What is a lease extension?
A lease extension is a legal document entered into between yourself and your landlord (the freeholder) which increases the term of the lease of your leasehold property.
Why extend the term of your lease?
Generally problems may be encountered once a lease has a period of 80 years or less to run.
It may be that you are having problems trying to sell your flat due to the length of the term remaining on your lease, or it may be that you wish to release some equity that you have in your property and this may be problematic if your lease term is too short.
Furthermore if a purchaser of your property needs a mortgage on your property the lease term remaining will need to be long enough for the lenders requirements otherwise the lender may be reluctant or unable to lend money to your purchaser on the basis of your existing lease.
Extending the term of the lease of your property will usually significantly increase the value of your property.
What is the law?
The leasehold reform housing and urban development act 1993 is legislation which provides an opportunity for a leaseholder to acquire an additional term of 90 years to be added to the existing term of his/her lease at a nominal annual rent in return for a capital payment to the landlord (the freeholder).
To qualify the original lease must have been for a term of more than 21 years and the present leaseholder must have owned the existing lease for at least the last 2 years.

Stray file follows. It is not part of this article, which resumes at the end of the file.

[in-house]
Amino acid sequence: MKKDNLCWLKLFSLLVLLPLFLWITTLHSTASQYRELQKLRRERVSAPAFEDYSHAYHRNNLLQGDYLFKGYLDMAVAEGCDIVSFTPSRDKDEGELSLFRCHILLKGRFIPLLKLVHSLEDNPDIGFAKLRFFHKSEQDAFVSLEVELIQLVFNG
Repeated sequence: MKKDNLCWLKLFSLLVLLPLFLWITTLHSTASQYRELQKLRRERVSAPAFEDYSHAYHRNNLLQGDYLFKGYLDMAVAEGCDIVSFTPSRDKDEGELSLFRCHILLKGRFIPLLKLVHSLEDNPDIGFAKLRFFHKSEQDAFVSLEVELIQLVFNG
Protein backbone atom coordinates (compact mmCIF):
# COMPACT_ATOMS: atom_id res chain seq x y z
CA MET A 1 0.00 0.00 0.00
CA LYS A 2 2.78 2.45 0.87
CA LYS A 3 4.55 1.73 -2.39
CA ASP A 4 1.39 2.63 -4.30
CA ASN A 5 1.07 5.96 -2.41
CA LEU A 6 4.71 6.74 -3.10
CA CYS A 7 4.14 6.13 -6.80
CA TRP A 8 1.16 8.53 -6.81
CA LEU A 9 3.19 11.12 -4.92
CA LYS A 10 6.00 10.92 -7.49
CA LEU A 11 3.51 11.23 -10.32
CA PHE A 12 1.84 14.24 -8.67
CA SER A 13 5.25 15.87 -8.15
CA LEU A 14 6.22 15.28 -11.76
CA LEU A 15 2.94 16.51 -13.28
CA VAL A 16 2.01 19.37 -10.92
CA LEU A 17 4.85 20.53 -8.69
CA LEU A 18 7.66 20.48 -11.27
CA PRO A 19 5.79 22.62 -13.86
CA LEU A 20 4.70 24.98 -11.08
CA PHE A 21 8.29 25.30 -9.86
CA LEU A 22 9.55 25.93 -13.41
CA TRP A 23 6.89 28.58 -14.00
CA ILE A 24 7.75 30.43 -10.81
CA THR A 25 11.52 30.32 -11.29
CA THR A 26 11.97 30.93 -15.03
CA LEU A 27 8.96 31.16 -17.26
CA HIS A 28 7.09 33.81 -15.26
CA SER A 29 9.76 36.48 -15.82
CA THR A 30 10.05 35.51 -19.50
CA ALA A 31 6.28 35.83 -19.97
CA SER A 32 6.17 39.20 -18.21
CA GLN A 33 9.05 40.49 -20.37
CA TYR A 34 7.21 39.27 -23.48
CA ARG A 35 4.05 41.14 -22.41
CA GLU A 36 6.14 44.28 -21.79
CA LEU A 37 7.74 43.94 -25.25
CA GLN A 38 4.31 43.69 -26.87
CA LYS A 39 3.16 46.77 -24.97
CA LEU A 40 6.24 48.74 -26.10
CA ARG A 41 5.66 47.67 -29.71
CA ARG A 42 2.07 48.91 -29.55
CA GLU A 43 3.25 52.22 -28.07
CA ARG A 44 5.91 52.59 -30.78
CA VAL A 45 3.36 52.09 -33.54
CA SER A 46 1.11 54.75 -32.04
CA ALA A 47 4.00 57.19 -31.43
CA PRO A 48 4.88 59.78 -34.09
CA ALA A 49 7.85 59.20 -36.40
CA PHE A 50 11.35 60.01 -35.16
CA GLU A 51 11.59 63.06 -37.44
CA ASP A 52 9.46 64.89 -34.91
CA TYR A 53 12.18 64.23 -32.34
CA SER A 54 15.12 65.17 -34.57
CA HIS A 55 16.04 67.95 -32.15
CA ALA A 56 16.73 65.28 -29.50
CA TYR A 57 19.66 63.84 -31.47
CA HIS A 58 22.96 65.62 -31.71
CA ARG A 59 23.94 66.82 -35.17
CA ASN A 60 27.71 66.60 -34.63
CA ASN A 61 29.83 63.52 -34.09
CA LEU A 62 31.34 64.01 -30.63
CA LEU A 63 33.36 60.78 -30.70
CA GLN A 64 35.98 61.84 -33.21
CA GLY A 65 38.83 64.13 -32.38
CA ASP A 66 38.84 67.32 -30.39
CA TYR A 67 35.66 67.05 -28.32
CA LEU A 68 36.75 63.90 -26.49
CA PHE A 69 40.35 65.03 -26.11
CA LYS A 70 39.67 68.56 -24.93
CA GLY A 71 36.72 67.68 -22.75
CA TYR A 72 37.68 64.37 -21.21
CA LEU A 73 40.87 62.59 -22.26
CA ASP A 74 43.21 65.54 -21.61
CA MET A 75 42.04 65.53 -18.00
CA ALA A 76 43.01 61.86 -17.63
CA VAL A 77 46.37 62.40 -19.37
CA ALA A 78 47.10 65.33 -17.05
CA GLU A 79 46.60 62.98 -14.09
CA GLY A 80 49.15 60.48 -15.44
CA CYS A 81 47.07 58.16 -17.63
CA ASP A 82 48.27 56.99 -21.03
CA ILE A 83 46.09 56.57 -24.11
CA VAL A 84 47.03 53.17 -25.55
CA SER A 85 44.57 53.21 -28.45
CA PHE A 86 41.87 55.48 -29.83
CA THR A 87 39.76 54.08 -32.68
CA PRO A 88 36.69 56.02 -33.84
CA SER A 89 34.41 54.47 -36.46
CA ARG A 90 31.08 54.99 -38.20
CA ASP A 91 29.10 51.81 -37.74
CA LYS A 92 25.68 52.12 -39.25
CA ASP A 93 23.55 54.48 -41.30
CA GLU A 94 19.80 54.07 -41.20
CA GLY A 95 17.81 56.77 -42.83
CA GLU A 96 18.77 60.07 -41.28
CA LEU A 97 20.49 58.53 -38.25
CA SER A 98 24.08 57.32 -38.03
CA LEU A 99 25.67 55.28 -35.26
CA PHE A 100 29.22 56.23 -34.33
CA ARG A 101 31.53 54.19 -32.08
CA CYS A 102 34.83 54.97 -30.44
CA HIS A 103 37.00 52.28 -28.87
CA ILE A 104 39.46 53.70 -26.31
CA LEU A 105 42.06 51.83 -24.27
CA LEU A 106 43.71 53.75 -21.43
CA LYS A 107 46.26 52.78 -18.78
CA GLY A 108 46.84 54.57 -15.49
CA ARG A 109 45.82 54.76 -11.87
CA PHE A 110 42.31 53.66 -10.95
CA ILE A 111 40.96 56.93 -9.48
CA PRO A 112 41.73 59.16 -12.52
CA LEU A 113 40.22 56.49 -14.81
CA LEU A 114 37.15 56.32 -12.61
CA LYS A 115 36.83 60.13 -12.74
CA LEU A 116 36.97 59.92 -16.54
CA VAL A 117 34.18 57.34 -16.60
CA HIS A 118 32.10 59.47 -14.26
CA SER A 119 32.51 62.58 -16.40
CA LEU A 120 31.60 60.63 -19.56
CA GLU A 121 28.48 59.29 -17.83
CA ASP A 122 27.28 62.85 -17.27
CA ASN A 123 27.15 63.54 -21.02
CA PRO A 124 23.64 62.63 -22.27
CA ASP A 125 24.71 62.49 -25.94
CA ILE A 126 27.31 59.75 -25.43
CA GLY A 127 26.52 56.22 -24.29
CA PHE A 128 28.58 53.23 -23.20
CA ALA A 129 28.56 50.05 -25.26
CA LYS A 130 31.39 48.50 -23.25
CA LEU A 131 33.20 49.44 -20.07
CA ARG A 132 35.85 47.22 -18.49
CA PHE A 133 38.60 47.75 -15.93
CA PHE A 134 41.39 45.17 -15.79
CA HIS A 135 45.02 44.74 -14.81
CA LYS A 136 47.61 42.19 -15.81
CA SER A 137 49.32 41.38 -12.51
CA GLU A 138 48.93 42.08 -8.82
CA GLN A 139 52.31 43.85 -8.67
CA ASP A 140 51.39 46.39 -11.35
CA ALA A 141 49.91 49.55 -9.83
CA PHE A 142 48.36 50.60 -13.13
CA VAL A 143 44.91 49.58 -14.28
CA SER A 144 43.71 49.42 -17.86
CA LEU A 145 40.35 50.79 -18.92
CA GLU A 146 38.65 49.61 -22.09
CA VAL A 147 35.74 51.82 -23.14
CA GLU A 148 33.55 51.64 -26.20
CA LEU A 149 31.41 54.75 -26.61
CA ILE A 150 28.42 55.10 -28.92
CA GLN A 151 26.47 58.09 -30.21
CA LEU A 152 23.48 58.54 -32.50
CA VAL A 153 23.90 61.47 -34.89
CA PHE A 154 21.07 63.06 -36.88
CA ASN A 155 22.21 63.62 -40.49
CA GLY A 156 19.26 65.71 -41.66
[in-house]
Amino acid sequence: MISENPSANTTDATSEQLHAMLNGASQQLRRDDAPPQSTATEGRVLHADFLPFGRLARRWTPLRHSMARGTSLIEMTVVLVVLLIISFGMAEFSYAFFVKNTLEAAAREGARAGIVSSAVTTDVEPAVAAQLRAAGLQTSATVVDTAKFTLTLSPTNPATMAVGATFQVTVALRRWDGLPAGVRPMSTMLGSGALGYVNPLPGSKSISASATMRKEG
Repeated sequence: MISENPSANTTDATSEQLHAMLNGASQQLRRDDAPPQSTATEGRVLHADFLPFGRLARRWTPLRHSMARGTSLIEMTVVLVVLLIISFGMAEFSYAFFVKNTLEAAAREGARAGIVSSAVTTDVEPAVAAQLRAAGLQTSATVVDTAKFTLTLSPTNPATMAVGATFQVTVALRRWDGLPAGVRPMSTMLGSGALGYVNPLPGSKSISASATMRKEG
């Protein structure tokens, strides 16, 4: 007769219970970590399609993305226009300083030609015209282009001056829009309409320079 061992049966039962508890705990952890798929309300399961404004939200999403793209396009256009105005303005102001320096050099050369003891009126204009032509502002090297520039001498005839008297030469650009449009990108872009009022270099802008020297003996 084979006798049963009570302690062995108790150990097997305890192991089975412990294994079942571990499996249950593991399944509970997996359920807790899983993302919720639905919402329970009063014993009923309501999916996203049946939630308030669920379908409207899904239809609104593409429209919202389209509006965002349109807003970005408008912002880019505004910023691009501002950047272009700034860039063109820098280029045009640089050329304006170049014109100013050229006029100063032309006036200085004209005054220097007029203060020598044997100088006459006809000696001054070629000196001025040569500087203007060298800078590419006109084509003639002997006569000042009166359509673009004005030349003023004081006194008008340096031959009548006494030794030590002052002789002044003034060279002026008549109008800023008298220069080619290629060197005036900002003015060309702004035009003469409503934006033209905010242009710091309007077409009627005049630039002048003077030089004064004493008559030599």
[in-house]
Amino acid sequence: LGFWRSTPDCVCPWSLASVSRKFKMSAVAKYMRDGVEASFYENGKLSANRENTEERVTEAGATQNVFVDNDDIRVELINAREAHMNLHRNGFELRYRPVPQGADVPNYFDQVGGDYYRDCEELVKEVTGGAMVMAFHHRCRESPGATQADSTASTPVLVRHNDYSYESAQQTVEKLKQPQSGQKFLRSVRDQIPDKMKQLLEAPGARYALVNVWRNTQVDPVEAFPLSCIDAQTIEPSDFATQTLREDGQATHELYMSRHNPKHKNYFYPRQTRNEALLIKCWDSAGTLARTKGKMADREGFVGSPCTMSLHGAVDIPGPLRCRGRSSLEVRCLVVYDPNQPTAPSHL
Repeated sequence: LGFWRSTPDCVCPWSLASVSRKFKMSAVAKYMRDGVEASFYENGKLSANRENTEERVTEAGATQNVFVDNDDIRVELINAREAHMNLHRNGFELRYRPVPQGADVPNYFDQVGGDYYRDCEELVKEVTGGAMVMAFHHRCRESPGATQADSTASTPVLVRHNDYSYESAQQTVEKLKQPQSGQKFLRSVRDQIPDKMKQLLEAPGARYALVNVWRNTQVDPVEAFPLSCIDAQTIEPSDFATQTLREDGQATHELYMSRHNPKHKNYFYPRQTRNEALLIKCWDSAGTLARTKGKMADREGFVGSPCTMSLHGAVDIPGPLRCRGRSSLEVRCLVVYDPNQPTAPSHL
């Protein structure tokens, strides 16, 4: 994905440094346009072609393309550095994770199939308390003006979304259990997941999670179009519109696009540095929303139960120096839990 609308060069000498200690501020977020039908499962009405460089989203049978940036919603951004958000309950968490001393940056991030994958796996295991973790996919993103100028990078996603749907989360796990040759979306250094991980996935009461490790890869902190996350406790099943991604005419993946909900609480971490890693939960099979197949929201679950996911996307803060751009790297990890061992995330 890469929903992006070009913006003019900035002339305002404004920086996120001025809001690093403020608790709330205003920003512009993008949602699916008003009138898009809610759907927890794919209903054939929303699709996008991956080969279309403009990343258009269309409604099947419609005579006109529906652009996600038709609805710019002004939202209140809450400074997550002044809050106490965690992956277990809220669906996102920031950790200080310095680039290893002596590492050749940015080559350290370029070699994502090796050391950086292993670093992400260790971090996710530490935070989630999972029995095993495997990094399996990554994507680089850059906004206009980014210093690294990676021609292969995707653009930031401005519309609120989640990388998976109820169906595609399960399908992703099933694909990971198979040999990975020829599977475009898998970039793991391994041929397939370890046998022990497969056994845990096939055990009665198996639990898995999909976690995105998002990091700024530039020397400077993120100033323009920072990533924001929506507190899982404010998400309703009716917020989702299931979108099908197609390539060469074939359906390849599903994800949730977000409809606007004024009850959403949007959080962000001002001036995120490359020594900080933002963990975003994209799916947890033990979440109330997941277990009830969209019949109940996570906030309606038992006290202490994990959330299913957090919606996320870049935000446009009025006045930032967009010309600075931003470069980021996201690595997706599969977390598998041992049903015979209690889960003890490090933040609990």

A formal notice has to be served on the landlord requesting the extension of the lease (under the provisions of the 1993 act) before the landlord is obliged to consider the request for the extension of the lease.
If you qualify under the terms of the act you can ultimately oblige your landlord to grant you a lease extension of 90 years in addition to the current term of your lease, and to reduce the annual ground rent payable under the lease to a nominal sum, in return for a capital payment by you to your landlord.
The capital sum is either agreed between you and your landlord or failing agreement will be determined under the provisions of the legislation, and if the formal legal process is invoked you will be required to pay towards the landlords legal costs and surveyors costs.
What if I wish to sell my property before the arrangements for the lease extension are concluded?
Once an initial notice has been served on the landlord, the benefit of that notice may be assigned with the lease when the flat is sold.
This means that you can sell your flat with the benefit of the right to a lease extension.
The purchaser of your flat will be able to proceed with the application for the lease extension without having to meet a further 2 year ownership qualification referred to above.
Do all the leases in the building have to be extended at the same time?
The leases in the building can be extended on an individual basis and therefore there is no need or requirement for other owners in the building to extend their own lease(s) at the same time.
What if I do not qualify for a lease extension?
If you do not qualify under the act for a lease extension then although you cannot compel your landlord to extend your lease you can of course still try to negotiate with your landlord to extend the term of your lease even though you do not have a statutory right to such an extension.
What will it cost?
There will be a capital payment to your landlord which will be arrived at by negotiation with your landlord or failing that by reference to a formula as provided for in the legislation.
Please get in touch to discuss our fee structure.
It is important to note that the capital cost of the lease extension increases as the remaining term of your lease reduces by passage of time, and therefore it is important that you do not wait but rather take the initiative as soon as possible.